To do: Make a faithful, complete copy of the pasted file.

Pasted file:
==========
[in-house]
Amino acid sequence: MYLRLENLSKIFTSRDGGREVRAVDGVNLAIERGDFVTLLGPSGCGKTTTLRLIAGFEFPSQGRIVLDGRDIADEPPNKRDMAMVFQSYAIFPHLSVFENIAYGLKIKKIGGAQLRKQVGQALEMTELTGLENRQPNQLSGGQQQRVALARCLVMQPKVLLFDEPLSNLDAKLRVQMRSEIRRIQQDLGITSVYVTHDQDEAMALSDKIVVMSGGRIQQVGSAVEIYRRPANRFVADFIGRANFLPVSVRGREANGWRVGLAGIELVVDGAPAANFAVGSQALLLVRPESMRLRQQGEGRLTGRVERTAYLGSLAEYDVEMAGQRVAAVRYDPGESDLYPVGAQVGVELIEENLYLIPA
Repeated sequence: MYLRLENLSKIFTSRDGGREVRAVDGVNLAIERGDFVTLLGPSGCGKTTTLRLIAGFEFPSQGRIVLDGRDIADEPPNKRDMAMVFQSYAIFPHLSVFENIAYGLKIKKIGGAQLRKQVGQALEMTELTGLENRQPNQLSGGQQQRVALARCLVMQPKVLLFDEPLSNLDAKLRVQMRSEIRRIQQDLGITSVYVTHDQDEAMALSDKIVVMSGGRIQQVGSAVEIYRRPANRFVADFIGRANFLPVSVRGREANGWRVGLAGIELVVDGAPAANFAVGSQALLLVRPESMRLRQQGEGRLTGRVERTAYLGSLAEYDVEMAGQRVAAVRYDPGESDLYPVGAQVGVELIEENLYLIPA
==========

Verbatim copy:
[in-house]
Amino acid sequence: MYLRLENLSKIFTSRDGGREVRAVDGVNLAIERGDFVTLLGPSGCGKTTTLRLIAGFEFPSQGRIVLDGRDIADEPPNKRDMAMVFQSYAIFPHLSVFENIAYGLKIKKIGGAQLRKQVGQALEMTELTGLENRQPNQLSGGQQQRVALARCLVMQPKVLLFDEPLSNLDAKLRVQMRSEIRRIQQDLGITSVYVTHDQDEAMALSDKIVVMSGGRIQQVGSAVEIYRRPANRFVADFIGRANFLPVSVRGREANGWRVGLAGIELVVDGAPAANFAVGSQALLLVRPESMRLRQQGEGRLTGRVERTAYLGSLAEYDVEMAGQRVAAVRYDPGESDLYPVGAQVGVELIEENLYLIPA
Repeated sequence: MYLRLENLSKIFTSRDGGREVRAVDGVNLAIERGDFVTLLGPSGCGKTTTLRLIAGFEFPSQGRIVLDGRDIADEPPNKRDMAMVFQSYAIFPHLSVFENIAYGLKIKKIGGAQLRKQVGQALEMTELTGLENRQPNQLSGGQQQRVALARCLVMQPKVLLFDEPLSNLDAKLRVQMRSEIRRIQQDLGITSVYVTHDQDEAMALSDKIVVMSGGRIQQVGSAVEIYRRPANRFVADFIGRANFLPVSVRGREANGWRVGLAGIELVVDGAPAANFAVGSQALLLVRPESMRLRQQGEGRLTGRVERTAYLGSLAEYDVEMAGQRVAAVRYDPGESDLYPVGAQVGVELIEENLYLIPA